46 communities across the UK have been awarded three years of free wireless internet, regardless of the current connectivity in the area.
Areas from Orkney to Devon will benefit from the scheme, which is aimed at isolated and deprived communities in need of improved internet access.
Freerunner, the free public wi-fi network behind the scheme, received over 500 entries since launching the competition in September. Applications received from groups including charities, religious groups and community centres were judged by Freerunner’s board, with winners selected based on how much of an impact the prize would make.
Owen Geddes, CEO of Freerunner, said: “We wanted to start with those most in need so we put the call out and the response was pretty overwhelming. It is incredible to think that a small piece of relatively low cost technology is going to fundamentally change nearly 50 communities across the UK.”
One of the winning communities was the Black Country Learning Academy, a private non-profit IT academy based in a deprived area of Wolverhampton.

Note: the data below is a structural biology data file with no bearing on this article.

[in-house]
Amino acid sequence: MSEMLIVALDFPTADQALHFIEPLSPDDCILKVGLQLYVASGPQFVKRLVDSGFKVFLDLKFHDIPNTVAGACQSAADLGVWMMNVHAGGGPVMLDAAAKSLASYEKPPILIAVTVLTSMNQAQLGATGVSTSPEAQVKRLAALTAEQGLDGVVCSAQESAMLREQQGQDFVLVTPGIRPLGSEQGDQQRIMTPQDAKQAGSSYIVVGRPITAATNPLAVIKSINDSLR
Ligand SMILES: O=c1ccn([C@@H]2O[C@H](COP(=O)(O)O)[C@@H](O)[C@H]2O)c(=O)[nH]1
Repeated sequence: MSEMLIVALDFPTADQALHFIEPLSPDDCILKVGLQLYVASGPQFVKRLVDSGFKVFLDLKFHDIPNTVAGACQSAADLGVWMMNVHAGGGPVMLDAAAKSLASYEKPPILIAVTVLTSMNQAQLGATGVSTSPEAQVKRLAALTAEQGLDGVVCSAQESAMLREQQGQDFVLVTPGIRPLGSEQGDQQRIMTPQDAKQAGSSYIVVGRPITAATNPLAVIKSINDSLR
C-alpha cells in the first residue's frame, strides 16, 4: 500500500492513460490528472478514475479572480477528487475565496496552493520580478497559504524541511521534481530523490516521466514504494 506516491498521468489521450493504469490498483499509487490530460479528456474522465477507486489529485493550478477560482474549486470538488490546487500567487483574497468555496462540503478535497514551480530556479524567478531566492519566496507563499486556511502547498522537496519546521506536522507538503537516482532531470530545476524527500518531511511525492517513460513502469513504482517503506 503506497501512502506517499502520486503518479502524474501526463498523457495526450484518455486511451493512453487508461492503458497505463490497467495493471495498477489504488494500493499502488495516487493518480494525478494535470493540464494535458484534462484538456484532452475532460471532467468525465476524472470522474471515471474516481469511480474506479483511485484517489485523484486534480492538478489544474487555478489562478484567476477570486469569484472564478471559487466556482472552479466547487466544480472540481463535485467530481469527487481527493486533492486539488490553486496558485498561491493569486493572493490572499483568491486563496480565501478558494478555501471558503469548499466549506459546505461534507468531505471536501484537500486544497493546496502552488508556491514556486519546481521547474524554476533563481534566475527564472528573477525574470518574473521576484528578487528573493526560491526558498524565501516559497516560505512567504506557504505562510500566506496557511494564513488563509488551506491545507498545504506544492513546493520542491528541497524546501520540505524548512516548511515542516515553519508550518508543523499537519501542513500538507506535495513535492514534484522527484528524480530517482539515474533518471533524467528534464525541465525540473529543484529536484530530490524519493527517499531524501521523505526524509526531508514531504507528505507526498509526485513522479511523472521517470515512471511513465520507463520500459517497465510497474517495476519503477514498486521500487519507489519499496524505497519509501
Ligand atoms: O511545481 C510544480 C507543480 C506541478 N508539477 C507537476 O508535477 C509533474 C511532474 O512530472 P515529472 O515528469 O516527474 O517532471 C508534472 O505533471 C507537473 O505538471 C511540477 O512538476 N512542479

Ian Johnson, project leader for the Academy said: “Many people in our area have never been online and know little about IT. Freerunner’s WiFi means we can set up new internet enabled computers allowing us to run more literacy, numeracy, IT and UK-Online courses, improving the employment prospects of people across the region”.
Freerunner, sponsored by broadband supplier BE, is using a combination of traditional broadband, satellite and 3G technology to connect underserved or remote communities.
Two of the most isolated communities to have won the competition are Stromness, a rural town in Orkney with a population of 2,000, and Torrington in north Devon.